The Lord’s Call For Evangelism

By Johnny Stringer

The Lord has called me to be an evangelist. I have received no mysterious, better-felt-than-told feeling, nor any other such special revelation from God calling me to the work of evangelism. But I have most assuredly been called. In the revelation which God gave in the first century and which is recorded in scripture, God has made it clear that He wants me to engage in evangelism as much as my ability and opportunities allow. Not only have I been called to this work, but so have you if you are a Christian.

God has called me to the work of evangelism by His revelation to me that all men have sinned (Rom. 3:9-10, 23), hence are doomed to eternal torment in hell (Rom. 2:5-9; Mk. 9:43-48; Rev. 21:8; Matt. 25:41, 46), and that the gospel is the only means by which they can be saved (Rom. 1:16; John 6:44-45; Rom. 10:17; 1 Cor. 1:21). These truths will impel all who love the souls of men to do their very best in proclaiming the gospel; and that is what evangelism is.

Moreover, God has called me to the work of evangelism by His revelation to me that I am required to labor in His service to the extent of my ability. The failure to take advantage of every opportunity to do good is condemned in the parable of the talents (Matt. 25:14-30). We are to be zealous in doing good works (Tit. 2:14). The Christian’s purpose in this life is to do good works (Eph. 2:10). It is plain, therefore, that God calls upon each Christian to do whatever good he is able to do and that surely includes the work of spreading the gospel that souls might be saved. We are to do good unto all men as we have the opportunity (Gal. 6:10); but what greater good could we do for them than teach them the soul-saving gospel of Christ?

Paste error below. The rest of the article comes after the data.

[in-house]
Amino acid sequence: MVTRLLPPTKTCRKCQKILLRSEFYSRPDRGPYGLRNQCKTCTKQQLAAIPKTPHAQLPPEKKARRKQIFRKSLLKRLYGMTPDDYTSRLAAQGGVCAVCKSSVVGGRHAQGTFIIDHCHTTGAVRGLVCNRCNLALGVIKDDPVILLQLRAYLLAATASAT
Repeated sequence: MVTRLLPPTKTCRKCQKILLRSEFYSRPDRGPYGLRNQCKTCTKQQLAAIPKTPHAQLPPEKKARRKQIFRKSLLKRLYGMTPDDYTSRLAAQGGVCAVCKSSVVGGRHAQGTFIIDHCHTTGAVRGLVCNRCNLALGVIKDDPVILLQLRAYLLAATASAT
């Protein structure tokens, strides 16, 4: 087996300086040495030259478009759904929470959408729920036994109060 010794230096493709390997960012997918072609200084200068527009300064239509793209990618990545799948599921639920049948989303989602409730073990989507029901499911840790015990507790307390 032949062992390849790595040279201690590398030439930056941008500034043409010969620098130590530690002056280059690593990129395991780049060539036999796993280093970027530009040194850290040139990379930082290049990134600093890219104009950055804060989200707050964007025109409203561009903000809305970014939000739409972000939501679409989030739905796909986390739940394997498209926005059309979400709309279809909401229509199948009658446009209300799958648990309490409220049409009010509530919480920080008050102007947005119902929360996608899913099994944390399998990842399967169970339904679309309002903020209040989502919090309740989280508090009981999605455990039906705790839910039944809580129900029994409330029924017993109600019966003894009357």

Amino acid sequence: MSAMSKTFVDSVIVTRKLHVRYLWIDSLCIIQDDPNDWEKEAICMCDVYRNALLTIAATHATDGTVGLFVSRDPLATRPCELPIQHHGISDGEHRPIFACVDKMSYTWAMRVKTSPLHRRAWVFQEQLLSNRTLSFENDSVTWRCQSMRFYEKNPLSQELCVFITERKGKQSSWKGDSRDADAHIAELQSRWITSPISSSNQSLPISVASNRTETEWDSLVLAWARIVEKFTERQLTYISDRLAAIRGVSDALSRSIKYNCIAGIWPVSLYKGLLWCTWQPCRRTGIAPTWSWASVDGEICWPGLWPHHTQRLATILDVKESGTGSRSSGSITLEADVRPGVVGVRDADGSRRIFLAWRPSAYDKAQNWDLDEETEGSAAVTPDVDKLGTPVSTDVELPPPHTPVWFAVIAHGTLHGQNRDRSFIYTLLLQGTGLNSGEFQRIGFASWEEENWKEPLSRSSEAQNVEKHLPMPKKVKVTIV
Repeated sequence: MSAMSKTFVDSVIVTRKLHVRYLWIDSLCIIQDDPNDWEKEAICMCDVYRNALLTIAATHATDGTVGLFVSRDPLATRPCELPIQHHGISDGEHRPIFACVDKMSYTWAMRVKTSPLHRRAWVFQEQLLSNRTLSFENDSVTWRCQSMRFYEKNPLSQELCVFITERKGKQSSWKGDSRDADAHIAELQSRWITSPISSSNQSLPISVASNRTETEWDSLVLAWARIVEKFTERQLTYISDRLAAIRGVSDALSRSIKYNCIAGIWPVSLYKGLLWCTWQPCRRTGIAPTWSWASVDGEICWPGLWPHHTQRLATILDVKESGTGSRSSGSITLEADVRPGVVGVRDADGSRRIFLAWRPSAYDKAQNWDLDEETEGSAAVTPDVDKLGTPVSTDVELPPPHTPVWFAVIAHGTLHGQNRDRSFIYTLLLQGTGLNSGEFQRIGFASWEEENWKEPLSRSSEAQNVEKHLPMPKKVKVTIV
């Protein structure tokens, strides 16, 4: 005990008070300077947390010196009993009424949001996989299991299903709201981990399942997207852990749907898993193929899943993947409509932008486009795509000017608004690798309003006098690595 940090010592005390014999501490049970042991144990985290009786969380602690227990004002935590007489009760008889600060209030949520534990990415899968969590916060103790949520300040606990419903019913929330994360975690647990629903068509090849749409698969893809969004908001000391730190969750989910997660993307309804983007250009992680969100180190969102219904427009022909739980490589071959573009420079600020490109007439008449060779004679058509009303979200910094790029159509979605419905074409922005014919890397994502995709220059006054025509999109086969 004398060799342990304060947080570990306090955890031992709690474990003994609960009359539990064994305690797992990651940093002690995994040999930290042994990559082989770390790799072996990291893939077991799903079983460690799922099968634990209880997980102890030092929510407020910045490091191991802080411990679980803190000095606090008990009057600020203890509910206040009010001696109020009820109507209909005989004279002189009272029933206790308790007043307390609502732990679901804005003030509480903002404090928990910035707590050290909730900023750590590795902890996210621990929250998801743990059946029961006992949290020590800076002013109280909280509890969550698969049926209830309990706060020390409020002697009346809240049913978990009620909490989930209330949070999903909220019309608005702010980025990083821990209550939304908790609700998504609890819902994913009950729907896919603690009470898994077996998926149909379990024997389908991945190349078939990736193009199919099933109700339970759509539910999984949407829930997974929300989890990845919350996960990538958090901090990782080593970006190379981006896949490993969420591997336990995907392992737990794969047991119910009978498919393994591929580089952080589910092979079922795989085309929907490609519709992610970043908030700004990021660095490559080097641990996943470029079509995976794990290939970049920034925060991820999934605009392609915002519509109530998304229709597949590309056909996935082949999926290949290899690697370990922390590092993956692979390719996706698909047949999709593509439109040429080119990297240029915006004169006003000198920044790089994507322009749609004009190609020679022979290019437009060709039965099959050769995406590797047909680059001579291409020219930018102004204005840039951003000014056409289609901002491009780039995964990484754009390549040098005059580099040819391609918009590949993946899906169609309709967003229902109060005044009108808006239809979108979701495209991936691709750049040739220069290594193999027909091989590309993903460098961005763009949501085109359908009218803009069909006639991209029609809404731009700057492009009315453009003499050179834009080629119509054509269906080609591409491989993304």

Some believe that in order to be an evangelist, one must personally receive some kind of a special call by which God lets him know that he is to do the work of evangelism. The call, according to this view, might come in a number of ways, but often it is said to be a better-felt-than-told feeling, a divinely initiated impulse. As one denominational preacher expressed it to this writer, “It was something I just couldn’t get away from.” The Bible does not teach the need for such a special call. My question is, why must one receive such a personal call from God, when God has already called all Christians to do all that we can in His service? It should also be noted that preachers of various denominations claim to have received such a call, yet they preach different doctrines. This fact repudiates their claim that God called them to preach what they preach, for surely God did not call one man to preach one doctrine and another man to preach another doctrine.